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United States v. Fell

United States District Court, D. Vermont

March 26, 2014

UNITED STATES OF AMERICA
v.
DONALD FELL, Defendant-Movant.

MEMORANDUM OPINION AND ORDER: MOTION TO COMPEL

WILLIAM K. SESSIONS, III, District Judge.

In the course of this Section 2255 proceeding, the parties have been engaged in hearings and discovery regarding Donald Fell's claims of juror misconduct. The government recently deposed Fell's jury consultant, and now moves to compel the continuation of the deposition, arguing that work product objections barred it from obtaining discoverable information. Following review of the parties' submissions on the government's motion, the motion to compel is granted in part and denied in part.

I. Background

The Court previously ruled that Fell's allegations of juror misconduct warranted "further investigation, " and that it would conduct a "limited inquiry" with respect to three of the juror's who served at his capital trial. ECF 368 at 19. The Court further invited the parties to submit proposed procedures for that inquiry that are "consistent with its narrow purpose" and mindful of "the need to safeguard the privacy of jurors and the deliberative process." Id. The parties subsequently agreed to the depositions of, among others, Fell's trial attorneys and jury consultant. The parties also agreed that those depositions would relate only to the juror misconduct claims.

The government deposed jury consultant Beth Bochnak on March 6, 2014. The deposition lasted approximately four hours. From the outset, Fell's counsel objected to questions that would reveal work product beyond that specifically related to the three jurors at issue. As to those jurors, Fell has agreed to waive work product protections. ECF 480 at 12-13.

The government objects to the limited nature of Fell's waiver, arguing that "[t]he selection of the jurors in this case did not occur in a vacuum, " and that it is entitled to probe the trial team's general jury selection strategy. ECF 476 at 5. The government also contends that relevant documents have been either withheld or overly-redacted. In response, Fell submits that all non-privileged documents have been produced, and that limiting the work-product waiver to three jurors is consistent with both the Court's guidance and the legal standards for a juror misconduct claim. Fell also reports that following the Bochnak deposition, and prior to the depositions of Fell's trial attorneys, counsel agreed to permit the government to ask questions about the jury selection process generally.

II. Discussion

A. The Bochnak Deposition

The Bochnak deposition focused primarily on the selection of Juror 162. Fell contends that Juror 162 withheld information that, if revealed, would have led defense counsel to strike her for cause. The government posits that Fell's attorneys saw Juror 162 as potentially sympathetic to their arguments, and thus declined to raise certain issues during voir dire for fear that the government might present a challenge of its own. The government further argues that, in order to support its theory, it must be allowed to "compare the treatment of similarly-situated jurors or to have access to the general precepts that guided the defense strategy." ECF 487 at 4.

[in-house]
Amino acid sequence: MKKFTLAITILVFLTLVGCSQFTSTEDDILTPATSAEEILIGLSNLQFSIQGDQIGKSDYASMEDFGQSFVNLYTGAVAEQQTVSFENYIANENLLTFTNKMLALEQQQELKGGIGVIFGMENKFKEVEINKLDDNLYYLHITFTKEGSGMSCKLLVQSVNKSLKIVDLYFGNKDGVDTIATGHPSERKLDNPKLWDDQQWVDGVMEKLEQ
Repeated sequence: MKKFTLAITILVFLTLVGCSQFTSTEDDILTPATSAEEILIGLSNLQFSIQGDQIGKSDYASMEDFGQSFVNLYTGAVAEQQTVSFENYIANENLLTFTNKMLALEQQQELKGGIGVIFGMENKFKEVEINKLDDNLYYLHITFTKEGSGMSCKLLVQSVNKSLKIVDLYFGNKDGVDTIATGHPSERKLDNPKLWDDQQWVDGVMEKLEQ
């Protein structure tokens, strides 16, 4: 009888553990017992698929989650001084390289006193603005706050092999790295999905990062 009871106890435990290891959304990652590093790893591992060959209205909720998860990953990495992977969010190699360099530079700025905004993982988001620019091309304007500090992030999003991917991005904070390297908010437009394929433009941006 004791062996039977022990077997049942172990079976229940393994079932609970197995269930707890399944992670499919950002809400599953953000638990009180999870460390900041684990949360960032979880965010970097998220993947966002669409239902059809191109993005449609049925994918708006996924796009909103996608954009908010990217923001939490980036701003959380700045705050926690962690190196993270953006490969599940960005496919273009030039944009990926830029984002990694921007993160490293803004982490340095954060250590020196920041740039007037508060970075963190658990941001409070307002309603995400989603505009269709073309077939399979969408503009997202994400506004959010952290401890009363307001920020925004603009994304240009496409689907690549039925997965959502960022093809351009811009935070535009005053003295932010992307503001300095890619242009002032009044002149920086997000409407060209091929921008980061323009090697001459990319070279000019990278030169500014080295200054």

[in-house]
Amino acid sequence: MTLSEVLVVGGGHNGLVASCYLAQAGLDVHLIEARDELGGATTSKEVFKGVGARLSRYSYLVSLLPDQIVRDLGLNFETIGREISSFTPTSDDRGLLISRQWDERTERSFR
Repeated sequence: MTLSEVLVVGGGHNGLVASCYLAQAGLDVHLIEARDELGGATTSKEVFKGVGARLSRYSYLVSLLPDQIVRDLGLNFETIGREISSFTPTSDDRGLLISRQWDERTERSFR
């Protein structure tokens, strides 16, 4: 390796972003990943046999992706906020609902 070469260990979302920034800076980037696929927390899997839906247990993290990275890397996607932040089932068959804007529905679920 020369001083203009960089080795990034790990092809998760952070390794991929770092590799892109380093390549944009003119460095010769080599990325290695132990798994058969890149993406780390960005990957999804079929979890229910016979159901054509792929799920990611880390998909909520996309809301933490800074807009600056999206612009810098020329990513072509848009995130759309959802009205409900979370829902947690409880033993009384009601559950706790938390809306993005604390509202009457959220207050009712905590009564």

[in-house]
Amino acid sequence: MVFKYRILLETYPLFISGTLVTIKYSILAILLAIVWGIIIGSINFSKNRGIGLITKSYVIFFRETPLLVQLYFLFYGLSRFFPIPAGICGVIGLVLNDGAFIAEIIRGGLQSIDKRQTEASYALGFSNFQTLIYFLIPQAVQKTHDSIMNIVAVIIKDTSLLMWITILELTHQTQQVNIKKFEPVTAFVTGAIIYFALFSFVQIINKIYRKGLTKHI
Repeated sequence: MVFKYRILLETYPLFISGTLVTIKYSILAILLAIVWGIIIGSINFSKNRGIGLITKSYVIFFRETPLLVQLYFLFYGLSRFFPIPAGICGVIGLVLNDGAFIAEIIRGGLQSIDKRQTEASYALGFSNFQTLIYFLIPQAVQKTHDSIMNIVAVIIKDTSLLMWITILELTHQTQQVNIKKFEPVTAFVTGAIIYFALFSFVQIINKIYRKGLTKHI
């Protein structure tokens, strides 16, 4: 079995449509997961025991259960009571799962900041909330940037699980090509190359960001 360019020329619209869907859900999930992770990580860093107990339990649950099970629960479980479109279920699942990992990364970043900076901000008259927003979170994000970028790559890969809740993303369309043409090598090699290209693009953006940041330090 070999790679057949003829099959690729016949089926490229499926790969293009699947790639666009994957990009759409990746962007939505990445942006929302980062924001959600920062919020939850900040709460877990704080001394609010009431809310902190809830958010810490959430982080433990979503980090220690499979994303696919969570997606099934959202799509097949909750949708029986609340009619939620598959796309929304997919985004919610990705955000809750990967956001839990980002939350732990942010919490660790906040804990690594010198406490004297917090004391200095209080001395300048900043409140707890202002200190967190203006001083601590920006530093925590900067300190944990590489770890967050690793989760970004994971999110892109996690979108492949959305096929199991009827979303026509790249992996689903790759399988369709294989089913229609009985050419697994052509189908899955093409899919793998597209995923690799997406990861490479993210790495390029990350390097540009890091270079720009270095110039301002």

Although Fell's attorneys barred questioning of Bochnak with respect to jury strategies generally, they subsequently allowed such questioning of Fell's trial attorneys. In consenting to this latter questioning, Fell's counsel opened the door to similar inquiries of other witnesses, including Bochnak. The motion to compel continuation of the Bochnak deposition is therefore granted to this limited extent.

If the government chooses to continue the Bochnak deposition, it may inquire about the trial team's general jury selection strategies. It may not inquire about other individual jurors aside from the three in question. Specifically, the government may not obtain information about "similarly-situated jurors" in order to make comparisons to Juror 162, or for any other purpose. ECF 487 at 4. To the extent the government's motion seeks leave to access such information about other jurors, its motion is denied.

B. Document Production

The government also moves to compel documents requested during the Bochnak deposition, including Bochnak's invoices, electronic files, and redacted versions of tables used during jury selection. Fell submits that all of Bochnak's work product with respect to Jurors 26, 143, and 162 has been produced. Counsel also represents that it recently produced to the government "a strike list that, in addition to the name of a juror at issue, also shows the number of prospective jurors on that list." ECF 480 at 7.

The status of the requested documents is not entirely clear. When the government asked for production of Bochnak's invoices during the deposition, Fell's counsel took the request "under advisement." Bochnak Dep. Tr. at 11. The matter of unredacted tables was also taken under advisement. Id. at 99, 103. With respect to electronic files, the government agreed to put the request in writing. Id. at 40-41. And as to the strike list, the government requested it in unredacted form, id. at 156, and it is not clear whether Fell's subsequent production has ...


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